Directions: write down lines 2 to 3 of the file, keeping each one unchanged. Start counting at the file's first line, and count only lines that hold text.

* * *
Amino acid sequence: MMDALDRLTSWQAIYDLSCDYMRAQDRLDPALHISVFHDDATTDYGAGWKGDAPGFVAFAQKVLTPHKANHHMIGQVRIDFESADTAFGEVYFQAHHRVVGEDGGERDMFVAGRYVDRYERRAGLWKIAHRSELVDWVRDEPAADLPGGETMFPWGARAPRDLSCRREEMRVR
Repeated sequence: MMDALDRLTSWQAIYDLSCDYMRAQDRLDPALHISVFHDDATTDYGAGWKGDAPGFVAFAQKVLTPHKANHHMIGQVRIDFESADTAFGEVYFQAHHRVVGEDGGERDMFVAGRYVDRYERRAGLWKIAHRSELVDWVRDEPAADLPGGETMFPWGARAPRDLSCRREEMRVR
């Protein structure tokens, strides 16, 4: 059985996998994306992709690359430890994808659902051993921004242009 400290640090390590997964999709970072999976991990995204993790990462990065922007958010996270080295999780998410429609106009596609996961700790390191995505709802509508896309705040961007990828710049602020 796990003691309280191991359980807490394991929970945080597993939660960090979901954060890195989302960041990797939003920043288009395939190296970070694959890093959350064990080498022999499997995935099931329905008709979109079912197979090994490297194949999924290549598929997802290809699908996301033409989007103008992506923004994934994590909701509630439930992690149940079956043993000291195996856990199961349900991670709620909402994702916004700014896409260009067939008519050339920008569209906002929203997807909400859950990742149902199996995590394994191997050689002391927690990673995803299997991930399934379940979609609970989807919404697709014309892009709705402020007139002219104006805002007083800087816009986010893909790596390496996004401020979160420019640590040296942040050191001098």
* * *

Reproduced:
Repeated sequence: MMDALDRLTSWQAIYDLSCDYMRAQDRLDPALHISVFHDDATTDYGAGWKGDAPGFVAFAQKVLTPHKANHHMIGQVRIDFESADTAFGEVYFQAHHRVVGEDGGERDMFVAGRYVDRYERRAGLWKIAHRSELVDWVRDEPAADLPGGETMFPWGARAPRDLSCRREEMRVR
């Protein structure tokens, strides 16, 4: 059985996998994306992709690359430890994808659902051993921004242009 400290640090390590997964999709970072999976991990995204993790990462990065922007958010996270080295999780998410429609106009596609996961700790390191995505709802509508896309705040961007990828710049602020 796990003691309280191991359980807490394991929970945080597993939660960090979901954060890195989302960041990797939003920043288009395939190296970070694959890093959350064990080498022999499997995935099931329905008709979109079912197979090994490297194949999924290549598929997802290809699908996301033409989007103008992506923004994934994590909701509630439930992690149940079956043993000291195996856990199961349900991670709620909402994702916004700014896409260009067939008519050339920008569209906002929203997807909400859950990742149902199996995590394994191997050689002391927690990673995803299997991930399934379940979609609970989807919404697709014309892009709705402020007139002219104006805002007083800087816009986010893909790596390496996004401020979160420019640590040296942040050191001098």